Bruce Springsteen concerts in the 1970s and 1980s are fondly remembered as near-operatic affairs, four hours in length, emotionally rich and exhaustive, and loaded with wall-to-wall music (and even an occasional recitative). But a Springsteen opera?
Well, if Darrell Larson and librettist Stephanie Kerley-Schwartz have their way, that's just what Broadway will see in a couple of years: a sung-through musical drama comprising famous and lesser-known tunes by The Boss. Larson is directing and spearheading the project, which is holding auditions next week for workshop readings due in late February. Titled Drive All Night, the piece will have no dialogue, just Springsteen tunes forming a story arc.
"What we're doing is a rock opera," Larson told Playbill On-Line Jan. 17. "We took [Springsteen's] entire catalogue and extrapolated a story told completely in the songs, with minor adjustments. Or, to use a metaphor, we used his catalogue as the lumber to make the table."
Continued Larson, "It's an interesting process to use these songs, to be true to them and make them be dramatic scenes. We always felt he was a unique talent for this treatment because the songs are so story-specific. We then had to turn them in on themselves, though, and let the characters speak to each other. In concert he's very presentational, a guy speaking to the audience. So we had to sort of get inside them and ask them to be scenes instead of songs."
Asked about the plot, Larson said that Drive tells of "Eddie, a guy that screwed up in his early 20s. He was out drifting for ten years and is determined to repair the damage he did. So he comes back to his hometown and hooks up with the woman he loves. Of course, `Meeting Across the River' is in it, which gave us our lead character's name. There's `Thunder Road,' which is where he and Mary make their first big connection; `My Loverman,' which is what Mary has to say before she can forgive him (and maybe the only Springsteen songs written from the point of view of a woman) and `My Beautiful Reward,' where he finally `gets' it." Larson added that other lesser-known tunes in the piece include "The Honeymooners" and "If I Was the Priest." For the work put into the opera so far, Larson concedes it's all for naught if Springsteen doesn't give a thumbs up. "This reading is many steps down the process of letting this be on a stage," said the producer-director. "He has to be pleased with it. He had been open to its development up till now; this will tell the tale whether we'll accept it." Larson added that he doesn't know if The Boss himself will attend the workshop, "but I know he's very interested in it, and I know his people are coming to the reading" — as will a number of well-known commercial producers. As reported by Variety, expected to attend are Anita Waxman, Elizabeth Williams, Tom Viertel, Marc Routh, Steven Baruch and Richard Frankel, the latter providing general management services for the project.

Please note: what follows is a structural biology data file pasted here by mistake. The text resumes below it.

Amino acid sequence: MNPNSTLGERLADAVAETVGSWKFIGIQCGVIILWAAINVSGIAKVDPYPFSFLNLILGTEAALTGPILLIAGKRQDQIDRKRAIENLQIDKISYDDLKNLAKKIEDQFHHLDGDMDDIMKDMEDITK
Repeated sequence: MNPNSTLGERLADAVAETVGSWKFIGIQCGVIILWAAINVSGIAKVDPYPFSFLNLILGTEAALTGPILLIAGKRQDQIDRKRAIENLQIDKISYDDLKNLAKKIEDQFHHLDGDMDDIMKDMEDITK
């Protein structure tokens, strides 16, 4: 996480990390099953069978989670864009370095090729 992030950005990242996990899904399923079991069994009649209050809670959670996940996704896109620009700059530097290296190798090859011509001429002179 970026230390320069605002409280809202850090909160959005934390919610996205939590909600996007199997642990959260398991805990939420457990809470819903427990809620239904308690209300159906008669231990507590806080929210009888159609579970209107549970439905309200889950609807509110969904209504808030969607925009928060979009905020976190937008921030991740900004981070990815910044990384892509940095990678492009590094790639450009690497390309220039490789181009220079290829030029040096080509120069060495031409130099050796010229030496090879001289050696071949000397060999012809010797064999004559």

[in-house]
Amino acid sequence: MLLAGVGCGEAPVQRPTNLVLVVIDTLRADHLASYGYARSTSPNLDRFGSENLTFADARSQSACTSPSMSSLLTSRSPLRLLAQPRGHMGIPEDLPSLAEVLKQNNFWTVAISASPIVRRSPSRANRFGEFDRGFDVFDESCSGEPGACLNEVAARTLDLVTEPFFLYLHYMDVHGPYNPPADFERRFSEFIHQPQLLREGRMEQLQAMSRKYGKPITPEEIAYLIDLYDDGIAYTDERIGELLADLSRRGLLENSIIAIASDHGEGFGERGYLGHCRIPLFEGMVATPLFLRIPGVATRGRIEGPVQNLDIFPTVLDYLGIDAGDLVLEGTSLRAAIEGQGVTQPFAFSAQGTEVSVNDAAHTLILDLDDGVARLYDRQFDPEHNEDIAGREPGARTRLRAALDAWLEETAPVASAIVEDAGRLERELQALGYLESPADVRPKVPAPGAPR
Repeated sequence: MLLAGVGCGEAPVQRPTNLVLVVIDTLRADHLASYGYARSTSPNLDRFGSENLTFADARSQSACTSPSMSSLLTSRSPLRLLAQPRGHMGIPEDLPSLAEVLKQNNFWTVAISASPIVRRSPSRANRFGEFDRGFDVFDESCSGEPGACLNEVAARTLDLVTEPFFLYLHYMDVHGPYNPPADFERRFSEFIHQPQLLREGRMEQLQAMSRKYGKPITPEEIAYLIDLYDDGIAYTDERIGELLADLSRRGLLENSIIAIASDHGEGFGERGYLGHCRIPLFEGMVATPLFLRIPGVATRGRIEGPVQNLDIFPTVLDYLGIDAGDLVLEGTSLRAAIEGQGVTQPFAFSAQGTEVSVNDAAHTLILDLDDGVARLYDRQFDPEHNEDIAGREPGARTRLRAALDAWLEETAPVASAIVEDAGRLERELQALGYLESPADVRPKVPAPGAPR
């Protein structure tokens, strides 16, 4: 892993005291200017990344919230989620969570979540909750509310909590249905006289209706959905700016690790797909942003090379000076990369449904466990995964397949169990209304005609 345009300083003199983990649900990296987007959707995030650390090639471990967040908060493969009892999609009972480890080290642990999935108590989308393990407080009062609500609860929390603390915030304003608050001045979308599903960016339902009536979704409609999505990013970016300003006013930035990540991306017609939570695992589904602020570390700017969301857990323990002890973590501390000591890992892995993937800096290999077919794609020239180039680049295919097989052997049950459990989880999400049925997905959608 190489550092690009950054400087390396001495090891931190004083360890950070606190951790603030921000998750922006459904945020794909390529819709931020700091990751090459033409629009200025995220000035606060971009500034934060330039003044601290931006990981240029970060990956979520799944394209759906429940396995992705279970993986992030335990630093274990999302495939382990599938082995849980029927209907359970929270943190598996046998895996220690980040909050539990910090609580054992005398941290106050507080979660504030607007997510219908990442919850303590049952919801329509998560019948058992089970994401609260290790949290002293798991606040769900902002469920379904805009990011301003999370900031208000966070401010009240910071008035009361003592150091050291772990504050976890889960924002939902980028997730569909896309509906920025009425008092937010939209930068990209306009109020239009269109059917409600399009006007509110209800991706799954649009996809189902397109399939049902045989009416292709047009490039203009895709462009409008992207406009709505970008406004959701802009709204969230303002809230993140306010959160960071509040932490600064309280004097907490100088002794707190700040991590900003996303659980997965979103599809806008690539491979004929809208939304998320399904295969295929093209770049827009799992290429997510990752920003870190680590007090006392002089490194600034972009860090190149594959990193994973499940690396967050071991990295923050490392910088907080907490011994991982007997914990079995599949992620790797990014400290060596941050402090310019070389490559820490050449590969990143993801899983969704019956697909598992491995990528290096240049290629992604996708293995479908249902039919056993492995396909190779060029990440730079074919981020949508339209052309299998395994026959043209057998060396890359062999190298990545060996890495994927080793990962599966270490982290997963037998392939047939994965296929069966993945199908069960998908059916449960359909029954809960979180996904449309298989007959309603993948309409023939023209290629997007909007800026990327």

Asked how he made the Springsteen connection to begin with, Larson replied, "In 1996, I did a concert version of `The Wizard of Oz' at Avery Fisher Hall, which was a benefit for the Children's Defense Fund. Jewel played Dorothy, Nathan Lane was the Cowardly Lion, Jackson Browne was the Scarecrow. Turner Networks filmed, aired and underwrote it, and Chuck Plotkin engineered and produced the CD. He's Bruce's longtime producer and engineer, and he's a good friend of the project. So once the idea [for Drive All Night] was coherent, we asked him to take it to Bruce. That was the first `yes.' The next question is will he grant us in writing the right to do a full production? He's interested in seeing his work in another context, so there are better-than-even odds it'll move forward. That we've gotten this far is already a miracle."
Offers are out to some name performers (though not "pop" stars) for the upcoming readings, which are being cast by Bernard Telsey Casting. Patrick Vaccariello (Cabaret) is serving as musical director. "Drive All Night is different from a regular Broadway musical," Larson concluded, "which is why we insist on calling it an opera. It's not slick and sanitized like some of Broadway can be, and it'll be a challenge for some audiences to go with us. But there are people behind the scenes, and money is being spent, even without the guarantee that it'll move forward. Steph and I conceived it together, and we hope this will be on Broadway and on stages around the world."
For his day job, Larson is artistic director of the Culture Project, located at 45 Bleecker Street (in the "45 Bleecker" space) in Manhattan. Recent productions include a return engagement of And God Created Great Whales and the next show, Berkoff Is Back. In September, Culture Project will stage a piece, researched and written by Erik Jensen and Jessica Blank, about people exonerated from Death Row. Bob Balaban directs the work, which may have a three-week launch at John Jay College before moving down to 45 Bleecker for an extended run. Also in September, Culture Project will stage Adam Rapp's play Faster in their new, flexibly-designed downstairs space, "45 Below."
— By David Lefkowitz